Murmurs of Democracy at Independence Hall
As sales of the American flag grew rapidly after 9/11 and the flag was reproduced on car magnets, t-shirts, scarves, sweaters, hats, on school-children’s notebooks, homes, food wrappers, lapels, stamps, tattoos, and gas station logos, the other most cherished emblems of our civilization, the Statue of Liberty, the Liberty Bell, and Independence Hall, were placed under house arrest.
Department of the Interior closed the Statue of Liberty immediately after 9/11. This was probably a sensible and prudent step
dubious terror warnings were sounded, Lady Liberty was closed for almost three
years. The security installation was
made more elaborate, cumbersome – at the very least sloppy and ungraceful – so
that it no longer seemed petty to wonder what it all was for. Sharing her experience on Trip Advisor, a
Be prepared, though, to go through lots of bureaucratic hurdles including two trips through tighter-than-airport security. I understand why it's important to protect the statue from attack, but if I were a little more cynical I'd say that the new security measures are so extreme that they make a mockery of the ideal of liberty the statue is meant to honor…After buying my ticket I waited half an hour (in the freezing cold) to be let into the shed to wait for the ferry, then another half hour to go through pre-boarding security. For this step we were required to remove everything: shoes, jackets, watches, belts, and everything in our pockets, put it through a scanner, and walk through a metal detector. Any bags we were carrying were searched.
Last year, as the crown itself (once the very reason for
In order to get
However, in order to get inside the statue, you have to stow your gear in a locker... that requires you to use your fingerprint as a key!!! You can also pay with a credit card, that way if anyone hacks the machine, they can have your print AND your credit card information. This must be in place to protect us from those Al Qaeda frogmen that are clever enough to swim ashore, but are too stupid to perform their dastardly deed at night where they can circumvent the locker bay by climbing the seemingly easy-to-climb wall.
In all likelihood, it’s probably to condition us into giving up our biometric information at every turn [As if biometrics could never be hacked...] so that security companies can make even more $$$, while we become more and more sheep-like each day. In any case, I didn't go inside.
What’s notable here, of course, is
the tone. It was no longer possible to
shrug off the security as mere inconvenience; now it inspired cynicism, anger,
and fear. It also placed the Feds on one
side and local officials, eager to make the tourist experience more pleasant,
on the other. Some officials began to
doubt the good intentions of the National Park Service, and by extension the
administration. Upon learning that the
crown would remain closed indefinitely,
But following the attacks on the
All of this appeared to destroy –
nullify -- the $300 million investment. Attendance,
as at the Statue of Liberty, plummeted (in the first years after 9/11 by 50% in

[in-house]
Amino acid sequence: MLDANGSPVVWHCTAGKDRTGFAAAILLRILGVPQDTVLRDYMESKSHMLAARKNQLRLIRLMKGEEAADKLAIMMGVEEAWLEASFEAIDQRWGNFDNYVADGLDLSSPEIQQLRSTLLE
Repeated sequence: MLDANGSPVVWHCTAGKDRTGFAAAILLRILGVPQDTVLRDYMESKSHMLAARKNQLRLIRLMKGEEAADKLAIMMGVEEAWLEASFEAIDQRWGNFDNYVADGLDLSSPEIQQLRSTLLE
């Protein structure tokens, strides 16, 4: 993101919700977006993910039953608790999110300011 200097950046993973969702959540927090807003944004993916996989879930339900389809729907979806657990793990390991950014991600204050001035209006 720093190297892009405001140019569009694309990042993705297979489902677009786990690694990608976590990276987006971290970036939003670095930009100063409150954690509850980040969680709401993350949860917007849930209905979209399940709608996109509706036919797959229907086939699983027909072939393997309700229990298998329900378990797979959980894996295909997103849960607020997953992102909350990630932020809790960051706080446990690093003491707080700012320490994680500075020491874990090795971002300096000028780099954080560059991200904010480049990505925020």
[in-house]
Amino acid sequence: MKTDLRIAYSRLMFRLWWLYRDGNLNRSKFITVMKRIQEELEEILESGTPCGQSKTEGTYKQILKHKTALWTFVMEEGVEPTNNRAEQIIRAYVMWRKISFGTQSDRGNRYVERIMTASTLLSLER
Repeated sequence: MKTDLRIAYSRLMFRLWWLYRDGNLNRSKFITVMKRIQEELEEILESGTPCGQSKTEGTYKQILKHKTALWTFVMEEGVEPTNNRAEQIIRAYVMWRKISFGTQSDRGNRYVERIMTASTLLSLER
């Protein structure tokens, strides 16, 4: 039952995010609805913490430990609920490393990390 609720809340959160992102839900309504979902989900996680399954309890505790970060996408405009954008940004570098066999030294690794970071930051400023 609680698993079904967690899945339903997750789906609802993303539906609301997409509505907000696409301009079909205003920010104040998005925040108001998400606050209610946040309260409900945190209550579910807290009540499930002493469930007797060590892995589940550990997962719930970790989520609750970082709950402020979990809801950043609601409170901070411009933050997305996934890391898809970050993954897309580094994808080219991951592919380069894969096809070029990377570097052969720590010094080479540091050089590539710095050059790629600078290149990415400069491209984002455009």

To Philadelphians, Independence Hall is not museum piece but a part of the
fabric of our city. It’s our birth-rite to
walk through the brick arcades on our way to work, to sit in the shade of its
trees at lunchtime. In that famous
nineteenth century painting by Peter Frederick Rothermel,
Statehouse on the day of the battle of
It’s no surprise, then, that
Philadelphians began to accuse the administration of intentionally severing
this relationship. Responding to the
public’s doubt about the security plan, park service officials kept referring
to “pressure from
Yet for all they’ve done to use fear to control the political rhetoric, these Neo-cons make lousy fascists. They don’t seem to care enough about government to use it so thoroughly to their ideological advantage. What seems clear is that an unambiguous anti-urbanism was coupled with the Bush reflex to enrich his corporate friends with easy government contracts. On top of this emerged the American entrepreneur’s new-found obsession with security. All of a sudden any two-bit security scheme was a necessary investment in public safety…Imagine the consequences if certain measures aren’t taken.
Thus, this past summer, the park
service told us if we wanted to continue to protect our symbol of freedom from
evil-doers we would have to put it permanently behind bars. The bike racks would be replaced with a
seven-foot wrought iron fence, splitting
The irony was no longer lost.
The Philadelphia Inquirer and the Philadelphia Cultural Alliance and many others, aided by the free-flow and speed of the Internet and easy on-line access to government officials, organized an e-mail campaign to the National Park Service. Hundreds of letters were sent decrying the fortification of that which was created to knock down the fort. Give us back what we cherish, we demanded, that which reminds us of who we are.
This week, thanks to the vestiges
of the regulatory state still functioning in
To understand the significance of
this little democratic uprising, it’s worth imagining what
might have happened had the original Americans not demanded the government
listen and pay heed to their beliefs.
Prince Charles and his wife Camilla, who arrived in